Recheck the anticlockwise value again (it may have changed slightly) and them retrim the pot for the correct clockwise value. Enable (or switch on) the controller again, and from the PC, issue a few "GO" commands to check that the rotator turns to the requested heading, and stops reliably when it reaches the heading. Try several values between the two limits jotted down. The rotator position should approach the heading command given, and slow down to stop close to the correct value. It may overshoot slightly, and the other relay will pull in to correct it. (It is not easy to test some of the commercial commands by hand, but the YAESU "Mxxx<CR>" is easy to check). The heading should be repeatable within 5°. For example, send "G99", wait for the rotator to stop, then "G80", and note the heading on the meter when it stops. Then send "G66", and when it stops send "G80" again, and see if the heading is different approaching from the LEFT and the RIGHT. You will note that the value reported on the PC screen is not exactly the same as the command, for example when it stops after the command "G80", it may report anywhere between "7E" and "82". Using the YAESU command, check that "M000<CR>" sends the rotator exactly fully anticlockwise, and "M359<CR>" sends it exactly clockwise. "M180<CR>" should cause it to move to the centre.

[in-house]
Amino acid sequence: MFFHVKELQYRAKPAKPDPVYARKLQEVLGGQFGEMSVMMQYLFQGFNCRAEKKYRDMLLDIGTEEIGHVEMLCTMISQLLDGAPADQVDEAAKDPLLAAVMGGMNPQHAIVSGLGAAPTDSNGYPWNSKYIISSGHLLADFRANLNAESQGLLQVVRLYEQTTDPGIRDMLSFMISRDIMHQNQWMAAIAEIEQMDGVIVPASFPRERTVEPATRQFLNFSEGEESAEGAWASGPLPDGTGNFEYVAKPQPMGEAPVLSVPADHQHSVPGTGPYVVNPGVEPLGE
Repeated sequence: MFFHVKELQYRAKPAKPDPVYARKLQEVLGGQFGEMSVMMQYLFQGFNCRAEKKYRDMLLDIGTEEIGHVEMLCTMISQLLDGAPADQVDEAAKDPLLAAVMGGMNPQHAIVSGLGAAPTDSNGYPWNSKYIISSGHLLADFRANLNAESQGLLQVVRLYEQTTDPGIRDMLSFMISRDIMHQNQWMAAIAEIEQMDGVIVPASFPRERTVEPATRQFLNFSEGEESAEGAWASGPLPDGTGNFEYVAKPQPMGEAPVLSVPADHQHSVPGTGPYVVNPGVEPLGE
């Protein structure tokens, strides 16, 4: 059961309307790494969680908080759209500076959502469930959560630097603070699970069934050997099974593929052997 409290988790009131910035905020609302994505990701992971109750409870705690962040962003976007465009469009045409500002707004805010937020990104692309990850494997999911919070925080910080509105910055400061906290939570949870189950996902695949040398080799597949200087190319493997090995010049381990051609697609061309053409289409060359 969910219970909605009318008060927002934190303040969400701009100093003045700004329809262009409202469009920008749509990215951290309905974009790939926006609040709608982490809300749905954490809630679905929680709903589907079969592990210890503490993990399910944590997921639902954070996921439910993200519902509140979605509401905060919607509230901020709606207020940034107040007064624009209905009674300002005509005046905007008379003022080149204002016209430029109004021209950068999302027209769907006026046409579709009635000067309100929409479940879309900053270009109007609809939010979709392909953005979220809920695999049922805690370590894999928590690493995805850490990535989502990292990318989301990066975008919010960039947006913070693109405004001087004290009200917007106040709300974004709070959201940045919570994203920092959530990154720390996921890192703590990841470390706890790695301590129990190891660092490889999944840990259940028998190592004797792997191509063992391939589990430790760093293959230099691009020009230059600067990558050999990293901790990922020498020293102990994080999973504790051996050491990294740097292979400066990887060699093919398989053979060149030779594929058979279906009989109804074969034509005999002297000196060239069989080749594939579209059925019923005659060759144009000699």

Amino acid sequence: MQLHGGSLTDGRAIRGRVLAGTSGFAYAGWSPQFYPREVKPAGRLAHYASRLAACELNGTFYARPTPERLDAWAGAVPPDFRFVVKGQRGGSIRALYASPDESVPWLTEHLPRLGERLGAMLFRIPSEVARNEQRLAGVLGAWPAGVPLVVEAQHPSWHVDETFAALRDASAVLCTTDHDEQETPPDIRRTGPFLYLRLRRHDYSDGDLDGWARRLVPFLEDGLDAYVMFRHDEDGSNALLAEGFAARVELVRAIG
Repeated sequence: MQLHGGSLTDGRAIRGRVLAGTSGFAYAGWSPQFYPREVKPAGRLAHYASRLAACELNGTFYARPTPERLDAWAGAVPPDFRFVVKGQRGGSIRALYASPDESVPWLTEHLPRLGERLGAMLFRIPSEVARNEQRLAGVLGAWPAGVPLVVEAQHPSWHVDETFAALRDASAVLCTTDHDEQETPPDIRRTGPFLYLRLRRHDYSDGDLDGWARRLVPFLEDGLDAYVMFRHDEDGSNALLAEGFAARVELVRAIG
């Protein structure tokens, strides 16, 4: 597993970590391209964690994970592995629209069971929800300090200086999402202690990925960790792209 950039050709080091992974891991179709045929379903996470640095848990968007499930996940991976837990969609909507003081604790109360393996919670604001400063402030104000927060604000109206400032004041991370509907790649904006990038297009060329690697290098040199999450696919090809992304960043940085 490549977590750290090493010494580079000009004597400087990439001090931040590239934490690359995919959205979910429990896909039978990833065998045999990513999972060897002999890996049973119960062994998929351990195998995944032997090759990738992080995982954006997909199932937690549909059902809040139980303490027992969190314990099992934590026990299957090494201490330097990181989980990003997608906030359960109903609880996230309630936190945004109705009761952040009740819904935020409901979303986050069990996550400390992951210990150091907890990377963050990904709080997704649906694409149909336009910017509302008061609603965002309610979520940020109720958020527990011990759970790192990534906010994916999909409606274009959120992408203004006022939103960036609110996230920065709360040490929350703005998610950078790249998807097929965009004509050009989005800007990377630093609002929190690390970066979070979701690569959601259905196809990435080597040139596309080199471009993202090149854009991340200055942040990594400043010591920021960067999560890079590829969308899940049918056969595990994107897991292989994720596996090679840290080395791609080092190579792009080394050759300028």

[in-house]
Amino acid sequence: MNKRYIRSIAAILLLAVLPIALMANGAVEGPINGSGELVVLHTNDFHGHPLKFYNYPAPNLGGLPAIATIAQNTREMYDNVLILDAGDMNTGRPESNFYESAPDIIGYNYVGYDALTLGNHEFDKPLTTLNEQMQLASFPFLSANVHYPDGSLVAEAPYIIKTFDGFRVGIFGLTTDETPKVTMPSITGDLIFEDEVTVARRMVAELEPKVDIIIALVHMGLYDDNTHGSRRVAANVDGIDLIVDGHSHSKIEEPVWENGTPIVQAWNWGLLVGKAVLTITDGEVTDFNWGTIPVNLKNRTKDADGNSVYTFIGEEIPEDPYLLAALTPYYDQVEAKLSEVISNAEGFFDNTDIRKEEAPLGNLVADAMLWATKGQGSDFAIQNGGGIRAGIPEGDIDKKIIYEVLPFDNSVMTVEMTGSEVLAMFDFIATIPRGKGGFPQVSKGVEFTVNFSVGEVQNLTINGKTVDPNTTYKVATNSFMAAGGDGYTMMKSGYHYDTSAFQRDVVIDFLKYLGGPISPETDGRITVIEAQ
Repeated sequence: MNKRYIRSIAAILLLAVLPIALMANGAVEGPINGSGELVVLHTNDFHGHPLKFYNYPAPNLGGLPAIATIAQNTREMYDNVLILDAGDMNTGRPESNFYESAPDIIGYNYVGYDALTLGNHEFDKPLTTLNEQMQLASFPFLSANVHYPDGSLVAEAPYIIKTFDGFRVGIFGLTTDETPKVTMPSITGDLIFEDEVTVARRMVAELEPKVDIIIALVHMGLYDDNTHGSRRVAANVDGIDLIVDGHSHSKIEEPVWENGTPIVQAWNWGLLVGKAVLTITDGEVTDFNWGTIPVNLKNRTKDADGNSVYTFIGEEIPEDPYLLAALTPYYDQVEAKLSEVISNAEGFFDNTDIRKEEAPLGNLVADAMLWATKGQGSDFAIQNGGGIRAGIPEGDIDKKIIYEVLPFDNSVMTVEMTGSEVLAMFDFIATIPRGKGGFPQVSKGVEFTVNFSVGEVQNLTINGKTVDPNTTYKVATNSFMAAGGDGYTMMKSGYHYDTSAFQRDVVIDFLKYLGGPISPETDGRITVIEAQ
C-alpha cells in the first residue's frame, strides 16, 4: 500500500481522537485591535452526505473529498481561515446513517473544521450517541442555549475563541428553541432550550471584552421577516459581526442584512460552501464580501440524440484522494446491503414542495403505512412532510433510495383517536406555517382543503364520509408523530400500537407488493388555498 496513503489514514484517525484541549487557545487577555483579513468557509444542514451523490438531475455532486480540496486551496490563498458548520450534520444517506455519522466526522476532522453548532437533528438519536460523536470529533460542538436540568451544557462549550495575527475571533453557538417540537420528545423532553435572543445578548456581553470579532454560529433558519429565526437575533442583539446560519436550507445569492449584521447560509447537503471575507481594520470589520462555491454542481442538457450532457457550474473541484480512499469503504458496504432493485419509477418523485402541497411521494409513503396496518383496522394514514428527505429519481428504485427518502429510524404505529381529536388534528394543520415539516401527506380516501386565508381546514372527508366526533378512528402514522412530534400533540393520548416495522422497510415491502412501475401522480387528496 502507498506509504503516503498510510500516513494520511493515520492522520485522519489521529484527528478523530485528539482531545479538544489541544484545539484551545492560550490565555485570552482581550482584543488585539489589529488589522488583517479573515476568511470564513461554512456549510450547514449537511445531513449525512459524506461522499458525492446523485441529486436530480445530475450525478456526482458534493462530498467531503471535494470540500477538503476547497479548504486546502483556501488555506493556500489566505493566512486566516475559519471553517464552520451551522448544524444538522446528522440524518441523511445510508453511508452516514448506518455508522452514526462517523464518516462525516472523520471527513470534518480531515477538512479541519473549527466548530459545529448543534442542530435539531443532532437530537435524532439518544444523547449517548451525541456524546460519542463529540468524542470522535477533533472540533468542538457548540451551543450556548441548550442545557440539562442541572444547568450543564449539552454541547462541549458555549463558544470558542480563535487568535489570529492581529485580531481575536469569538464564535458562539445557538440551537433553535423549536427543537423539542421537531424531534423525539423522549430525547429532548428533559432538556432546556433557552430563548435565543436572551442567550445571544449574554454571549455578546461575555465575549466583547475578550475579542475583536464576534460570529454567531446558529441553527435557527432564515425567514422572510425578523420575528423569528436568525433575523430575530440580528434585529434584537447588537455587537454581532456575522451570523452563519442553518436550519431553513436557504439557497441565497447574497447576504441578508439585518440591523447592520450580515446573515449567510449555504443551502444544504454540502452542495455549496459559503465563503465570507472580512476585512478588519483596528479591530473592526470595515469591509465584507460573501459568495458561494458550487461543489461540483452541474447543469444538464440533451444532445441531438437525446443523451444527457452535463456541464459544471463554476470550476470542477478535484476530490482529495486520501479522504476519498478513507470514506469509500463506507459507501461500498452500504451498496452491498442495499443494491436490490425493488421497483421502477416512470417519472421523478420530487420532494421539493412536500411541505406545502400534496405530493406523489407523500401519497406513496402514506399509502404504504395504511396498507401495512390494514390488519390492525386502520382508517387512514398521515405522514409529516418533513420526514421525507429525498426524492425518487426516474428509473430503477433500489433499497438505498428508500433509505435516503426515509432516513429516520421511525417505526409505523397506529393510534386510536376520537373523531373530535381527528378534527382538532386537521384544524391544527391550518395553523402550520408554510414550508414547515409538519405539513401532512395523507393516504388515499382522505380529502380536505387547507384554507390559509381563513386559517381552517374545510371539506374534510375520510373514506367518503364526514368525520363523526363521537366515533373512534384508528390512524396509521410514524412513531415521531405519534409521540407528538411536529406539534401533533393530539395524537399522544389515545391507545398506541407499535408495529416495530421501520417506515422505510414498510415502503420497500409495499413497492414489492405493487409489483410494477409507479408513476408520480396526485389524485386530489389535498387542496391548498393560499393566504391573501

Software Setup
    If you plan to use application software that will operate a rotator using the ORION, SARTEK or YAESU command format, you will need to configure the software. Run the software and select the COM port you plan to use. Set the COM port to 9600 bps, no parity, eight data bits, one stop bit (9600-N-8-1). Connect the Rotator Controller to the com port. Select the relevant protocol (ORION, SARTEK or YAESU) in the application software, and then set the heading offset. For a South-centred rotator this will be "0"; for the more common North-centred rotator, set the offset to "180". Check that the rotator responds correctly by trying a few headings. The Rotator Controller will only respond to the commands listed in the specifications table - it is not intended for use with Azimuth/Elevation type controllers used for satellite work.